The MEE (Minority Ethnic Elders) in Mind project aims to increase the value of our elders by encouraging young people to work alongside them and exchange skills and knowledge. The project covers the whole of Wales and is funded by the National Lottery Community Fund (formerly Big Lottery Fund). To date, the project has engaged 1,714 participants and created 26 regular activities across Wales.

NB. Some clients are supported in more than one way.

A Summary of MEE in Mind’s ongoing activities across Wales:

Walking group – This activity has become one of REF’s most popular sporting activities, with beneficiaries from other inactive groups regularly attending.

Weekly Circuit Training – A popular and well-attended intergenerational circuit session.

BME Women’s Swimming Club – A weekly, intergenerational swimming session, very well attended by the whole family with 450 participants across all weekly sessions.

Extends Exercise – This session is aimed at all ages and abilities. It has proven to be very popular, with over 40 beneficiaries attending every week. They enjoy the exercise, the social aspect and also the advocacy support they receive from our volunteers and from their peers. This is a very active group, and always welcoming to any health awareness sessions offered to them.

Drop-in sessions – Drop-in sessions are available at all our activities.

ESOL – Learning English is paramount as it enables our beneficiaries to integrate into the community and helps them to be able to carry out simple tasks such as getting from A to B, shopping, and talking to their children’s teachers. This will inevitably help them feel part of the community and can also help with increasing our beneficiaries’ employability.

Healthy Eating Sessions – Over the course of ten weeks, intergenerational healthy eating sessions were delivered to our groups. The aim of the sessions was for our elders and young people to exchange recipes and cooking tips, to raise awareness of the importance of a healthy diet among BME communities and promoting ways of doing so. Beneficiaries left the sessions equipped with new cooking skills and healthy recipes.

MEC Health Fair – The MEE in Mind Project works in partnership with a large number of organisations to plan and deliver an annual health fair. A priority of the health fair is to enable face-to-face interaction between BME community members and health and wellbeing professionals through information stalls; health checks and presentations. In addition to this, taster sessions for various activities are provided, such as massage, dance demonstrations, face painting and board games (to encourage the younger generation to attend). This year, all our beneficiaries were encouraged to attend and take part. The total number of attendees was 430 from across Cardiff, Newport and the Vale of Glamorgan.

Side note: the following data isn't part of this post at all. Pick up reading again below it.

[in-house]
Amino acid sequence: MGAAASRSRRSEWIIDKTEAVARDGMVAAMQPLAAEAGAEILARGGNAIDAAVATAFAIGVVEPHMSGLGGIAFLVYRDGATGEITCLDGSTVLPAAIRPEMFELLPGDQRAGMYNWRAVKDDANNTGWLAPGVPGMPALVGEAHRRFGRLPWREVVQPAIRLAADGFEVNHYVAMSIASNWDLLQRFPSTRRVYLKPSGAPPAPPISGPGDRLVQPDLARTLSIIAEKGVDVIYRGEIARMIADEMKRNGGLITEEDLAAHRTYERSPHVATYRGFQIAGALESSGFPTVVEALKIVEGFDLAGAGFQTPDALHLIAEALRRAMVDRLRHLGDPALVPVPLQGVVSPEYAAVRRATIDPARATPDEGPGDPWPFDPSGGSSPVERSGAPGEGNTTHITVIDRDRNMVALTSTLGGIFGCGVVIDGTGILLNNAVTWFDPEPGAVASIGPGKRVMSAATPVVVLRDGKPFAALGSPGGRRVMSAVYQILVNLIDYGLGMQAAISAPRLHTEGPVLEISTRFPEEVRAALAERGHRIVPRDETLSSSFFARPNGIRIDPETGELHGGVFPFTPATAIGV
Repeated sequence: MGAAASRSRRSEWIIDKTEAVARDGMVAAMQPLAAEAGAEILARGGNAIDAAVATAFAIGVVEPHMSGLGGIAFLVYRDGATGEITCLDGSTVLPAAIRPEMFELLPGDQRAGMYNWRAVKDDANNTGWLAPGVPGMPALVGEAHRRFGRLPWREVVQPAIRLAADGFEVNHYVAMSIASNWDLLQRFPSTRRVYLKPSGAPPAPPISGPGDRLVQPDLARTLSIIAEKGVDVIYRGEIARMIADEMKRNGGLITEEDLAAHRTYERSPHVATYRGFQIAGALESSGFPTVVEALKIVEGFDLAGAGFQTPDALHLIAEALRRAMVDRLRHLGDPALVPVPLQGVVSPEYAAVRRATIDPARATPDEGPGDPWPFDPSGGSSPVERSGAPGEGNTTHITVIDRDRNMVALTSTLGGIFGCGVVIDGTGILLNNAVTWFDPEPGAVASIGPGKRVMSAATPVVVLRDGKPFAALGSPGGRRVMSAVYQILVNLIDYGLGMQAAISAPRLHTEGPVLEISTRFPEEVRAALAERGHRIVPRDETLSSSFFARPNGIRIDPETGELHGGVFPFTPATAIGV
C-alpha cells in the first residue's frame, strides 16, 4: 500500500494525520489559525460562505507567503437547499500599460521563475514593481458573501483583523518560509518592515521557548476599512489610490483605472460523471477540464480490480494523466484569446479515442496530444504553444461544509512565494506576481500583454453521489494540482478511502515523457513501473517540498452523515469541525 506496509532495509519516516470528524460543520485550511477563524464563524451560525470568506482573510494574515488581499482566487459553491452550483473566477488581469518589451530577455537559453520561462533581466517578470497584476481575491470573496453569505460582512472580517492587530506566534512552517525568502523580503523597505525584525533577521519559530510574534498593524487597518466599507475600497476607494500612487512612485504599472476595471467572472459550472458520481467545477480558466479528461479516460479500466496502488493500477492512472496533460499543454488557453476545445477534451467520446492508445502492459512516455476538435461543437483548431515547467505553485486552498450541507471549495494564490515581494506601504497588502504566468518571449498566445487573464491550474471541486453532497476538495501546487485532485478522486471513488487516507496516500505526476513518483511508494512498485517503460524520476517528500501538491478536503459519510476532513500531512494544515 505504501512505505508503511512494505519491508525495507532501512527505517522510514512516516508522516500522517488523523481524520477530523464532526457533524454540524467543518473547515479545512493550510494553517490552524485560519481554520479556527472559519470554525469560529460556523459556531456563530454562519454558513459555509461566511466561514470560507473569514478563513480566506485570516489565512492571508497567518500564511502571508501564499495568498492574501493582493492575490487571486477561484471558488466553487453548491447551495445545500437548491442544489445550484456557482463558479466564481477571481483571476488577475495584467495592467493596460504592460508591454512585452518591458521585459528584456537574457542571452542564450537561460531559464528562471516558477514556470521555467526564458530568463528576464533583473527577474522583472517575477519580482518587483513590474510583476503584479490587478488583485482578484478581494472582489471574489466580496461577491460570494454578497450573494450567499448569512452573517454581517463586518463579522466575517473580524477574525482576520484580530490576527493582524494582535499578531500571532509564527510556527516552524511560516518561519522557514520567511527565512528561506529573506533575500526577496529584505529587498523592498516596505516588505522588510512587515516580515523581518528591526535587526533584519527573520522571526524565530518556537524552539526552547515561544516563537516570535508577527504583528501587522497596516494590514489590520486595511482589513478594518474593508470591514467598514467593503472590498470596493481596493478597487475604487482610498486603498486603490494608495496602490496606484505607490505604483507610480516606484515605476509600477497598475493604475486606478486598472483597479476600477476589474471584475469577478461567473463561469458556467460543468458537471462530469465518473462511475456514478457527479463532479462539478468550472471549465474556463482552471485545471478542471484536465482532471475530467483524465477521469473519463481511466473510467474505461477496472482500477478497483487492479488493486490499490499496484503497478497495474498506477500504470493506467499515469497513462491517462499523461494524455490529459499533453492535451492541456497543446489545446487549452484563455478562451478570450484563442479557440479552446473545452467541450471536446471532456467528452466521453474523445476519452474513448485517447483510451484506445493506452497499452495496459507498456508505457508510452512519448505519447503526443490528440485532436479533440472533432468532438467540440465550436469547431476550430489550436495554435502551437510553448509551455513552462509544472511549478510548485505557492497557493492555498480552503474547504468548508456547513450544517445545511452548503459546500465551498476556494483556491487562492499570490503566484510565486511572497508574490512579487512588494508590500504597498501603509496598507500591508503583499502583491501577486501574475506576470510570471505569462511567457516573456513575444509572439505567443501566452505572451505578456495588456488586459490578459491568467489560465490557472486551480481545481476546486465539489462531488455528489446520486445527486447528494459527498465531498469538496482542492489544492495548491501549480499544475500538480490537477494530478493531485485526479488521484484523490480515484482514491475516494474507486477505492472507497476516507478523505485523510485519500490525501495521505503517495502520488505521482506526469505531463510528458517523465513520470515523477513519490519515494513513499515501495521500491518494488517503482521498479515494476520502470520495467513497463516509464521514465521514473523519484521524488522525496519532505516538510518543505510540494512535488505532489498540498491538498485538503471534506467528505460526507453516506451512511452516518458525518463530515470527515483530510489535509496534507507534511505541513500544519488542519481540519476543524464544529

Health Awareness Session – We have delivered a number of health sessions to educate our beneficiaries on different health issues and on how to manage pre-existing conditions. These sessions help beneficiaries identify early signs of illness and are a safe space for them to discuss symptoms. MEE in Mind champions have been trained to regularly support beneficiaries. During the sessions, beneficiaries have the opportunity to learn more about bowel screening, cervical screening, breast screening and the importance of attending appointments. In addition to this, they also learn about nutrition and about how to enjoy their traditional dishes in a healthier way.

Lunch Club – In this club, the older generation teach the younger generation how to cook traditional dishes, and the younger generation teach the older generation how to cook western dishes. This ensures mutual feelings of value and respect, whilst also ensuring each generation is inspired by the other. The club is an opportunity to socialise and eat freshly cooked, nutritious meals. It is also a chance to talk about balanced diets and which foods are best for certain illnesses.

Aunties Night – A fortnightly activity where the younger generation share simple exercise, games and entertainment with the older generation. A meal is also provided.

Celtic Capability Sailing Session – Celtic Capability Sailing provided a tester session for our beneficiaries to encourage greater participation from the BME community in sailing. These sessions were thoroughly enjoyed, and it was requested for these sessions to be repeated. Due to this feedback, we are working with Celtic Capability Sailing to hold more sessions in the near future. 

Cosy Corner Café – This group is for people who feel isolated from the community and who are not currently engaged with any other activity. They come together once a week to socialise and meet new people over a cup of tea or coffee.

IT/Computer Skills – We encourage our beneficiaries to enhance their computing skills to increase use of modern technology and the confidence to apply for jobs.

Coffee Morning – This is a great way to tackle loneliness and isolation within communities. It helps with making friends, building confidence, encouraging community cohesion and, to some extent, eliminating racial discrimination.

Arts & Crafts – These activities help showcase the talents of our beneficiaries and stimulate their creativity. They have also commented that doing arts and crafts has helped them with managing their mental health. The end product often makes them feel proud and, most importantly, happy. After attending the sessions and becoming more skilled, some beneficiaries have been able to deliver their own arts & crafts sessions to our groups.

International Women’s Day – This year we celebrated the day by watching a documentary at the Riverfront on women’s rights and empowering women in the workplace. Our beneficiaries took part in singing in a choir in front of an audience of over 100 people and it was a great opportunity to network with other organisations.

Flower making  – The flower-making workshop allowed our beneficiaries to be creative in a relaxed atmosphere. They learnt new skills and shared ideas with each other.